Occasionally the fact that an assignment returns something can be useful, such as in for loops:

for (string line; (line = reader.ReadLine()) != null;) { ... }

(For what it's worth, I wouldn't use this idiom in this particular situation)

Or assigning the same value to multiple variables:

int x, y;
x = y = 5;

Now, both x and y have the value 5.

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It is legal in C# because the order of evaluation for operators is left to right by default,unlike C/C++ languages that don't define a limit in sequence point.. The = operator assign the value to 20 and returns the value as result. It's parsed as:

int i; //<- i is declared. 
i = 20; // assign 20 to i variable and returns.
i = i; // assign i as i value of.

It's an ambiguous expression

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1  
int i = (i = 20); is not undefined behavior in C/C++ –  vsz May 16 '12 at 3:09
    
@vsz: you are right,edited. –  The Mask May 16 '12 at 3:19
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The code is non-thread safe way to assign the literal value 20 to a local variable i.

The expression i = 20 has the side affect of assigning 20 to i, and has the value of i after the assignment. The expression i = (i = 20) assigns i the values of (i = 20), which is almost always just the value that i has at the time of the outer assignment. If the thread is interrupted, the expression (i = 20) will still have the value 20, although i may have a different value at the point the outer assignment takes place.

There is no situation in which you would want to write this exact code.

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I'm not sure what thread safety has to do with this, or what is meant by "which is almost always the value of i". The expression i = (i = 20) will assign 20 to i. Regardless of what i was to start with. –  Michael Burr May 16 '12 at 1:03
    
If the code is not optimized and the OS interrupts between the two assignments, the final result of i could be something other than 20. When I said "which is almost always just the value of i", I meant, "which is almost always the value that i has at the time of the outer assignment." If the thread is interrupted, the expression (i = 20) will still have the value 20, although i may have a different value at the point the outer assignment takes place. –  Michael Graczyk May 16 '12 at 1:32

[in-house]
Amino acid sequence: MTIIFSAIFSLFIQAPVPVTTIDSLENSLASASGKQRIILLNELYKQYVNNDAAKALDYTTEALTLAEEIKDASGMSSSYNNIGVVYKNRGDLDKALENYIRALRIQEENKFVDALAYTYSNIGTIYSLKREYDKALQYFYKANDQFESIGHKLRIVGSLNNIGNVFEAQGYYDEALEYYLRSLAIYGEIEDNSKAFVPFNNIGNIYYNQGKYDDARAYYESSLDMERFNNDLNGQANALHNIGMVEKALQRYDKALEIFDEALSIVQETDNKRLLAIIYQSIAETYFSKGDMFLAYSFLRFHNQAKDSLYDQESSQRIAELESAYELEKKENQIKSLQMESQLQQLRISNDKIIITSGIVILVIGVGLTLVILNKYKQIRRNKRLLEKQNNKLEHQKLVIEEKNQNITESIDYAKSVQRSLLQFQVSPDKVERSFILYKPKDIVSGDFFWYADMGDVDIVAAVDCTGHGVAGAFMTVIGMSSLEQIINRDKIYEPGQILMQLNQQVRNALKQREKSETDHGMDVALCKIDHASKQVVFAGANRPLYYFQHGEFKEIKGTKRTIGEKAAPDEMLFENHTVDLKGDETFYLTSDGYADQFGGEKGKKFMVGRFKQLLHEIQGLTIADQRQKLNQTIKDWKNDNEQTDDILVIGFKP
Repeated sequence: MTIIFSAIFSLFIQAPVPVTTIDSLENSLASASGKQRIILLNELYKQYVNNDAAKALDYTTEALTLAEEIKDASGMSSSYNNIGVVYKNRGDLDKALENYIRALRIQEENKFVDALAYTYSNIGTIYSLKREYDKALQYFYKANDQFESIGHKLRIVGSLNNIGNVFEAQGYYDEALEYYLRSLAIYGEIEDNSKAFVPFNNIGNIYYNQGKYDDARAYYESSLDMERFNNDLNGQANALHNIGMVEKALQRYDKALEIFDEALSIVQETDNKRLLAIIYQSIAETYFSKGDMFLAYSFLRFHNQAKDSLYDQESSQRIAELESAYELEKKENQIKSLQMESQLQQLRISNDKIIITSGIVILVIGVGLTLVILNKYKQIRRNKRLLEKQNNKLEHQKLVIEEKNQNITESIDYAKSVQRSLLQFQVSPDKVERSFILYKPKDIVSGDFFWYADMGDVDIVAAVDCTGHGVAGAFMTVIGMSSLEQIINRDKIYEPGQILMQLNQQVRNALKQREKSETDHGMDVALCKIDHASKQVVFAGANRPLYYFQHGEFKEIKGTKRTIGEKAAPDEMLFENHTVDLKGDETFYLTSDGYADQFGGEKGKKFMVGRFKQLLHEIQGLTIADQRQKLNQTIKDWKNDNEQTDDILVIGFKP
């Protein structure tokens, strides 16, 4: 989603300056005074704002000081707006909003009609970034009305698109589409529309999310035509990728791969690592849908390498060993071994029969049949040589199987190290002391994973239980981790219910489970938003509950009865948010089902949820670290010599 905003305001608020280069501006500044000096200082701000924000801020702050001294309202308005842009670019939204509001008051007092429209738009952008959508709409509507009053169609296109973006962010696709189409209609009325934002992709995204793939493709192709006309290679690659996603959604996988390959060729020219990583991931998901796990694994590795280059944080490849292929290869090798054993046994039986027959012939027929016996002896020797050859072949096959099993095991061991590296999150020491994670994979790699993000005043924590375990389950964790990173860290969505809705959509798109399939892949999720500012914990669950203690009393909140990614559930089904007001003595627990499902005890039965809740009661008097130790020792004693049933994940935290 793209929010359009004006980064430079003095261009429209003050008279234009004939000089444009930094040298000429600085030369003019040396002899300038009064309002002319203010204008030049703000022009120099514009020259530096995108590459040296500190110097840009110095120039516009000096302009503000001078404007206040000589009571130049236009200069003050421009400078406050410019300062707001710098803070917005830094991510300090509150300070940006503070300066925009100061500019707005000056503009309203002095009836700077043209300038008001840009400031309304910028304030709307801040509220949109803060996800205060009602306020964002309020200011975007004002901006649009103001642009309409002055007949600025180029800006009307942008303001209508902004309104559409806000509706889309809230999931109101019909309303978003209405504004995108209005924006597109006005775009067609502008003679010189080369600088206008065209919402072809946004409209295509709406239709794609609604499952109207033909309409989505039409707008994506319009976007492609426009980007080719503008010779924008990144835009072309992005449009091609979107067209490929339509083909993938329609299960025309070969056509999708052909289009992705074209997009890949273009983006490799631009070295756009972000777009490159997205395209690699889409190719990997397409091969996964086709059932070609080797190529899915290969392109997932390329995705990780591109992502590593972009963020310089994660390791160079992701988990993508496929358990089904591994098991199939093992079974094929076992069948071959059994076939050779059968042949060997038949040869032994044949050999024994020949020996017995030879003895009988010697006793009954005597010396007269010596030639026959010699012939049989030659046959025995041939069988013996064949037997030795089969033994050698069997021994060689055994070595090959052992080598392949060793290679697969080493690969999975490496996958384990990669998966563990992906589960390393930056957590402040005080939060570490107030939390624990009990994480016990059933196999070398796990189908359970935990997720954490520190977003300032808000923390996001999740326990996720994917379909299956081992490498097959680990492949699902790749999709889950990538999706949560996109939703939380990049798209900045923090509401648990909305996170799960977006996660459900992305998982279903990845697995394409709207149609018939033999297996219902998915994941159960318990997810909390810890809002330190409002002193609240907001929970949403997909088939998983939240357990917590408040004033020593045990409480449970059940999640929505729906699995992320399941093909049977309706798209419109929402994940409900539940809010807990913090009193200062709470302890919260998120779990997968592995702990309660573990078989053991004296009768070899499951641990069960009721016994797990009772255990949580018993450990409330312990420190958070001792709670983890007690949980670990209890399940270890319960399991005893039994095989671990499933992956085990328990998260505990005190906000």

I just added that to the answer. –  Michael Graczyk May 16 '12 at 1:34
1  
if you have another thread writing to i in such a race, the same situation exists even for a simple i = 20 - the value of i might or might not be 20 depending on when the racing thread happened to do its assignment. An "outer" assignment really doesn't change that problem for better or for worse. –  Michael Burr May 16 '12 at 2:20
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While it means the same as i = 20, it might have a useful purpose in certain situations.

If someone else will maintain your code, and sees something like this:

if ( i = some_function() )

they might think it is a mistake and relpace = with ==. To signal that this is what you intended to do, you can use

if ( i = (i = some_function()) )

However, I personally find if ( i = /* = */ some_function() ) or just i = some_function(); if (i) to be cleaner.

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Even the following is valid too in C++ and C# both:

int i = i = i = 20;

The statement above is a simple use of assignment operator assigning valves from right to left operand.

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You can do same approach, on how to declare a variable.. it just the one you read make it complicated to read.

It is exists because it can be used to obfuscate code in my opinion its presence had a deep connection to security..

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The assignment operator returns the value assigned.

Thus,

i = 20

returns 20

which gets assigned to i.

So,

i = (i = 20);

is as good as

i = 20;